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Portuguese-speaking women voice their opinions: using their words to teach about wife abuse.

https://arctichealth.org/en/permalink/ahliterature174789
Source
Womens Health Issues. 2005 May-Jun;15(3):134-44
Publication Type
Article
Author
Paula C Barata
Mary Jane McNally
Isabel Sales
Donna E Stewart
Author Affiliation
University Health Network Women's Health Program, Margaret Hospital, Toronto, Ontario, Canada. paula.barata@uhn.on.ca
Source
Womens Health Issues. 2005 May-Jun;15(3):134-44
Language
English
Publication Type
Article
Keywords
Adult
Attitude to Health - ethnology
Battered Women - psychology - statistics & numerical data
Brazil - ethnology
Cultural Characteristics
Female
Humans
Male
Middle Aged
Ontario
Portugal - ethnology
Primary Prevention - standards - statistics & numerical data
Questionnaires
Social Values
Spouse Abuse - ethnology - prevention & control - psychology - statistics & numerical data
Stereotyping
Women's Health - ethnology
Abstract
This study examined Portuguese-speaking women's definitions of wife abuse and beliefs about appropriate responses to abuse. The goals were to determine the breadth of definitions and to examine cultural stereotyping. This information was sought in an effort to design education strategies in the Portuguese-speaking community.
One-on-one semistructured interviews were conducted with 163 Portuguese-speaking women living in Toronto, Canada. The participants' open-ended answers were first coded using Qualitative Software Research NUDIST and then narrowed and grouped. Responses were then tagged by group label to generate descriptive statistics using Statistical Package for Social Sciences.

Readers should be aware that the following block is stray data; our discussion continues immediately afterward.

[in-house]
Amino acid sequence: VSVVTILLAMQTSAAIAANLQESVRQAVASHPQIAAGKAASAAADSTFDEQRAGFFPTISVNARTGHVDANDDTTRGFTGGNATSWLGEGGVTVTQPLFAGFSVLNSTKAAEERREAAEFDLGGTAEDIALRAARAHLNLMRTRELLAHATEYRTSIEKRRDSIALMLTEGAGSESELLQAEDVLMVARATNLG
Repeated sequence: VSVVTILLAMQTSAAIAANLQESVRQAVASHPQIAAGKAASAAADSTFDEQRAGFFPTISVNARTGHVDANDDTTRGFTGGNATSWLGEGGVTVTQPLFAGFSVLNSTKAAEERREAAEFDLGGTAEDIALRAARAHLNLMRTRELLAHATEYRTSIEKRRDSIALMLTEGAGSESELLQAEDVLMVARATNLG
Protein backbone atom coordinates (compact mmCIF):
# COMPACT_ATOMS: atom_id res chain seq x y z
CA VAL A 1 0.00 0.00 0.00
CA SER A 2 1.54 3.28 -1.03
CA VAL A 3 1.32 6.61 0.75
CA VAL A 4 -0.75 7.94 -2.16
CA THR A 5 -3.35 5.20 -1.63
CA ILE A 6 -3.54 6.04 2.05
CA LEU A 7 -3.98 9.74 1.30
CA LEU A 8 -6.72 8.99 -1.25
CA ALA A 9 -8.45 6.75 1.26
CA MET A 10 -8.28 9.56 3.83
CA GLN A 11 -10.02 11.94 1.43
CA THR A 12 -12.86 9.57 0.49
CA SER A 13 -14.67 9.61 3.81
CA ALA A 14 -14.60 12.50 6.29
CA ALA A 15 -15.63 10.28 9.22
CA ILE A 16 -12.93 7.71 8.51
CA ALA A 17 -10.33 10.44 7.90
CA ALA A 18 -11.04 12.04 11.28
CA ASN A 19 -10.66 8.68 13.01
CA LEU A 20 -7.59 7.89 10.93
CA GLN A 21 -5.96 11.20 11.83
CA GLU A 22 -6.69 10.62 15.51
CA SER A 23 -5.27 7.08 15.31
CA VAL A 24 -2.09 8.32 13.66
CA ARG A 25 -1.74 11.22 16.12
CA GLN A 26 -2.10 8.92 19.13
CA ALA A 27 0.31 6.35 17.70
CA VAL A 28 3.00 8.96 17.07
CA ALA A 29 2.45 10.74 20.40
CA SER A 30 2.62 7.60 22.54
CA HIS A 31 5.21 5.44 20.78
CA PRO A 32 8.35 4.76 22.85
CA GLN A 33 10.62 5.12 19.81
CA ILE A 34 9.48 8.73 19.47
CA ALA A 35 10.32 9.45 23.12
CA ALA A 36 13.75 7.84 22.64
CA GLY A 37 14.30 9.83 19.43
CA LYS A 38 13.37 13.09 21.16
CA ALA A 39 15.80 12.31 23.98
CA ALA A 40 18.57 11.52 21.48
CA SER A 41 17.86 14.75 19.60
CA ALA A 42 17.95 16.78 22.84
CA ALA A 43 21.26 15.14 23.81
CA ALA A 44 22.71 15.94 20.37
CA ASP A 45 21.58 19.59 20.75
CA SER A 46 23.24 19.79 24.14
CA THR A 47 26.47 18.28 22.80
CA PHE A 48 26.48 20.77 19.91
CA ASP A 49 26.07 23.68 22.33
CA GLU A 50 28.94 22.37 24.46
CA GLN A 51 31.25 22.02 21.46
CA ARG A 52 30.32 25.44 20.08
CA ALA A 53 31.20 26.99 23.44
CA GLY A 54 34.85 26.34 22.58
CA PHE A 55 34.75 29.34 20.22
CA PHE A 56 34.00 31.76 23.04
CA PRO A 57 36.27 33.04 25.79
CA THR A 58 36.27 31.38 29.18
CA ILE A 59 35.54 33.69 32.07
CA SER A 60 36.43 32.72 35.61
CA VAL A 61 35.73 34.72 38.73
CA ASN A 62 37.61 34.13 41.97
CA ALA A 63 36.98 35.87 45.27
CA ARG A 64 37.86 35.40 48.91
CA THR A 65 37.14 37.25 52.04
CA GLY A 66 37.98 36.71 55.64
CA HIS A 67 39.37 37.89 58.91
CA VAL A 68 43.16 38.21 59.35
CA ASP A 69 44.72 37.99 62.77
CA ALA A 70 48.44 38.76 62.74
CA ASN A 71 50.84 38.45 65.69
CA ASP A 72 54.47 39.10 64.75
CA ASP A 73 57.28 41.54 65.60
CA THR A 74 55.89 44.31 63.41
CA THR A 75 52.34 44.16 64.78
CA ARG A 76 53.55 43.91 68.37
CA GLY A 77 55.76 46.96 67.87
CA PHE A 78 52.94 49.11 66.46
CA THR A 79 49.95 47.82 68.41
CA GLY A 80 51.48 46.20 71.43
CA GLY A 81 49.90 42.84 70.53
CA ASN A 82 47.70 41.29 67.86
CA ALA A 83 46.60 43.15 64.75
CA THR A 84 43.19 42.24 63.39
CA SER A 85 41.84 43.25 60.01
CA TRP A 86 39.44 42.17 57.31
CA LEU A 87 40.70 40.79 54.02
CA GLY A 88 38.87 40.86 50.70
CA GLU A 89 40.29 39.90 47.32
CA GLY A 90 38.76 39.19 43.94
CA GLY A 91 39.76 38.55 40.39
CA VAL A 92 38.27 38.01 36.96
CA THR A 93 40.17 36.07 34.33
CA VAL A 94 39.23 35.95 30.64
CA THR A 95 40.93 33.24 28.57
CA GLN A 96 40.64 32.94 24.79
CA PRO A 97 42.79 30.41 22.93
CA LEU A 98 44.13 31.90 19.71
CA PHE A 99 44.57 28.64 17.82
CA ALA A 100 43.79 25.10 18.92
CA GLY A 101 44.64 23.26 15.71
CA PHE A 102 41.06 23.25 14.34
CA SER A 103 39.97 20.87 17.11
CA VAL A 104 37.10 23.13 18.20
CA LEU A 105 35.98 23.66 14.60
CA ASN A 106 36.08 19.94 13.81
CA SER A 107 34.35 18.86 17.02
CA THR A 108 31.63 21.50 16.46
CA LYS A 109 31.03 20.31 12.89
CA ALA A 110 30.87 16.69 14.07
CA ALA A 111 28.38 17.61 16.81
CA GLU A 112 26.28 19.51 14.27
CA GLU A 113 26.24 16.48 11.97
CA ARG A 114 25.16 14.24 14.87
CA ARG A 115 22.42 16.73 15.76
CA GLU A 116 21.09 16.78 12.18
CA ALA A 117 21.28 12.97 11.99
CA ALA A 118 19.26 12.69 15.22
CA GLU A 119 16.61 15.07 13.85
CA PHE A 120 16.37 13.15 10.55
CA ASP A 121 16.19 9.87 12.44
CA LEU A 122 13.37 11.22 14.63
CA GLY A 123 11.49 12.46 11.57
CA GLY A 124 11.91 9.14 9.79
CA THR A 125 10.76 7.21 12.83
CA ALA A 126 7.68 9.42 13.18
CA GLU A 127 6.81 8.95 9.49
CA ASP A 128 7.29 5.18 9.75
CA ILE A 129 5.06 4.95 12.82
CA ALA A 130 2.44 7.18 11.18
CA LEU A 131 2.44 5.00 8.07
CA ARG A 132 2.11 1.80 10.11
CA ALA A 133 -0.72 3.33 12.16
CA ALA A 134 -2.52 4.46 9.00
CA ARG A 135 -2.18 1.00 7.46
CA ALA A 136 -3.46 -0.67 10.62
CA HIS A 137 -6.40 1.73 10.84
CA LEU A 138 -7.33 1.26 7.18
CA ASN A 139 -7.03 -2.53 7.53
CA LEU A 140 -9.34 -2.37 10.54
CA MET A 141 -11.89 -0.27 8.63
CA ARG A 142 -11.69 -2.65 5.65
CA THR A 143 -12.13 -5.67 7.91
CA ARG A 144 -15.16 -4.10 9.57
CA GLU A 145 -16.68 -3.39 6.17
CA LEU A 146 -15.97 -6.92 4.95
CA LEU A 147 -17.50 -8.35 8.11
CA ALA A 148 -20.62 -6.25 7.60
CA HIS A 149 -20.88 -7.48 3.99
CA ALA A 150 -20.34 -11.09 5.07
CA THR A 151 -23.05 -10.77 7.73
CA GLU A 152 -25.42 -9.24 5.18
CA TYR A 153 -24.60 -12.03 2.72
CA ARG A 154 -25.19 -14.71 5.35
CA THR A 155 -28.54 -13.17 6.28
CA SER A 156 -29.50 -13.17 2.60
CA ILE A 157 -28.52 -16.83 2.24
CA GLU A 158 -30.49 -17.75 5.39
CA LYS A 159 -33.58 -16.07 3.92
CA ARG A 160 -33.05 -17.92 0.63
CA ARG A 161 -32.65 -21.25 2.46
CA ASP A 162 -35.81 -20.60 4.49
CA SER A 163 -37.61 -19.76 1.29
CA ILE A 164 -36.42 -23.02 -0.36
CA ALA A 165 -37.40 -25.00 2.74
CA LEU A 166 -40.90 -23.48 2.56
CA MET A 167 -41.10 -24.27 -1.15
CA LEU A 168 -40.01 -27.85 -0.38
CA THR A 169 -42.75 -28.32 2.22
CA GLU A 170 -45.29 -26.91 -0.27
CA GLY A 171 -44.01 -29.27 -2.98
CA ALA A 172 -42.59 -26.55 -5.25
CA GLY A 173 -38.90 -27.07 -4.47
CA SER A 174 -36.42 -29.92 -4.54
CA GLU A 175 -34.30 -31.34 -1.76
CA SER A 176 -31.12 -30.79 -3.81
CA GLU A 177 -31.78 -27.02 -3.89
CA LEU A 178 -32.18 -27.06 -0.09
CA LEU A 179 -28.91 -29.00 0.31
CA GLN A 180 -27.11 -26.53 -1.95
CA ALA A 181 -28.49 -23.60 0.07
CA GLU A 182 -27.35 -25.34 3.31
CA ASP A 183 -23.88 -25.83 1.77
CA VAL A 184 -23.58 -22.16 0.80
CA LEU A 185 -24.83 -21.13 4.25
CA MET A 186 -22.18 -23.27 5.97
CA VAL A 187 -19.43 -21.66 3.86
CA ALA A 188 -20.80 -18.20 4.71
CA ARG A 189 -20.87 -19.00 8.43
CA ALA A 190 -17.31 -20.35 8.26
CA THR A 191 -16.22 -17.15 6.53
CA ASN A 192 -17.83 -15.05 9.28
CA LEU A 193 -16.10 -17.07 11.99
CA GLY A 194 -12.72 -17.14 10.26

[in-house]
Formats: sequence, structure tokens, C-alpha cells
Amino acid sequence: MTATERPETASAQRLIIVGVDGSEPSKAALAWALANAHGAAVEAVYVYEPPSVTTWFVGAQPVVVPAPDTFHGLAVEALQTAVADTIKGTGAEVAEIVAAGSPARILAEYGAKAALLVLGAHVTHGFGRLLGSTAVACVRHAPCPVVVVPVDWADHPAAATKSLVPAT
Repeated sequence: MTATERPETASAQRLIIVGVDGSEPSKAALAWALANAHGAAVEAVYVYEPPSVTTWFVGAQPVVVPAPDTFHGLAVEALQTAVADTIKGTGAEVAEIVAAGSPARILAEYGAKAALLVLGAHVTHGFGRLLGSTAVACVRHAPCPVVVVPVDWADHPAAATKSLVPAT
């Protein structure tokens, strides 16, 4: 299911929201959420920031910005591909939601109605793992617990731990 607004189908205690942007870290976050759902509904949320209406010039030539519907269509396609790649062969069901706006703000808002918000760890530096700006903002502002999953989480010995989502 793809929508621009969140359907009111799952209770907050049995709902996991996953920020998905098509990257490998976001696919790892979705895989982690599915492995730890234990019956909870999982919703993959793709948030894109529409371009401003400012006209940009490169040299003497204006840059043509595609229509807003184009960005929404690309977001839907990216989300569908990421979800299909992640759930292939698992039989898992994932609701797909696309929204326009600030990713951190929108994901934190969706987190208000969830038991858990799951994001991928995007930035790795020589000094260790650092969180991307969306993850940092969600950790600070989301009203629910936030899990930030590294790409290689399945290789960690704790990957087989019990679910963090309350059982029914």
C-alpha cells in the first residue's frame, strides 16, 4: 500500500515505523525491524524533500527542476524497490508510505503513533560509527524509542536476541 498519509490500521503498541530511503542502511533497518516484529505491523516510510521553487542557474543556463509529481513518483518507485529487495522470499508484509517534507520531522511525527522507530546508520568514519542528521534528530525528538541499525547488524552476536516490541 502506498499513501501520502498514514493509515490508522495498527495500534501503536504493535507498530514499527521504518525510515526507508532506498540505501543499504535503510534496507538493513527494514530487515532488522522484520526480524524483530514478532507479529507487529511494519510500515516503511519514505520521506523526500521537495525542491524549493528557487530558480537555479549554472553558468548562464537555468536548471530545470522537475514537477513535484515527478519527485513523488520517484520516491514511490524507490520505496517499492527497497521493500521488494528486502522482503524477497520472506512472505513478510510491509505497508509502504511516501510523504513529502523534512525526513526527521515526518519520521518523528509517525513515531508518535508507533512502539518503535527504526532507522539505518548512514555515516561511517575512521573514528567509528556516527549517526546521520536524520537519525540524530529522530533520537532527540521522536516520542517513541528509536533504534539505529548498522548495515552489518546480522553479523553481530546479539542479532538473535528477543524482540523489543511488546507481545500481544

Participants defined wife abuse broadly with respect to kind, prevalence, and severity. Six themes for abuse emerged: physical, psychological, sexual, financial, patriarchal, and infidelity. Participants provided various responses to what women should do and actually do in response to abuse. Most participants believed that Portuguese-speaking women should leave their husbands and/or seek help for the abuse, but that they actually remain quiet about the abuse and take very little action. Their responses and explanations demonstrate that they hold stereotypes about their culture.
The range of definitions reported by participants suggests that a continuum of wife abuse, using Portuguese-speaking women's own words, can be created to educate them about how abusive acts are linked and used to maintain control over women. The differences that emerged with respect to appropriate responses to abuse suggest that it may be important to challenge Portuguese-speaking women about the cultural stereotypes that they hold to help them see patriarchy as widespread rather than particular to their culture.
PubMed ID
15894199 View in PubMed
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Portuguese immigrant women's perspectives on wife abuse: a cross-generational comparison.

https://arctichealth.org/en/permalink/ahliterature173578
Source
J Interpers Violence. 2005 Sep;20(9):1132-50
Publication Type
Article
Date
Sep-2005
Author
Paula C Barata
Mary Jane McNally
Isabel M Sales
Donna E Stewart
Author Affiliation
University Health Network, Toronto, Canada.
Source
J Interpers Violence. 2005 Sep;20(9):1132-50
Date
Sep-2005
Language
English
Publication Type
Article
Keywords
Adult
Attitude to Health - ethnology
Battered Women - psychology - statistics & numerical data
Canada - epidemiology
Cultural Characteristics
Emigration and Immigration
Female
Humans
Intergenerational Relations
Middle Aged
Portugal - ethnology
Questionnaires
Social Values
Spouse Abuse - ethnology - psychology - statistics & numerical data
Women's Health - ethnology
Abstract
This descriptive study seeks to understand what first and second generation Portuguese women believe about wife abuse and what actions they believe are appropriate for an abused wife. Eighty first generation and 54 second generation women participated. The researcher read the questionnaire items aloud in one-on-one meetings. Overall, participants defined wife abuse broadly, did not approve of wife abuse, were most likely to believe that women should seek external help, and did not hold strong patriarchal beliefs. However, a number of generational differences were found. Second generation women were more likely to label an abusive behavior as abuse, and first generation women were more likely to approve of abuse, endorse indirect or traditional options to deal with wife abuse, and hold stronger patriarchal beliefs. The study's implications for research and practice within Portuguese communities are discussed.
PubMed ID
16051731 View in PubMed
Less detail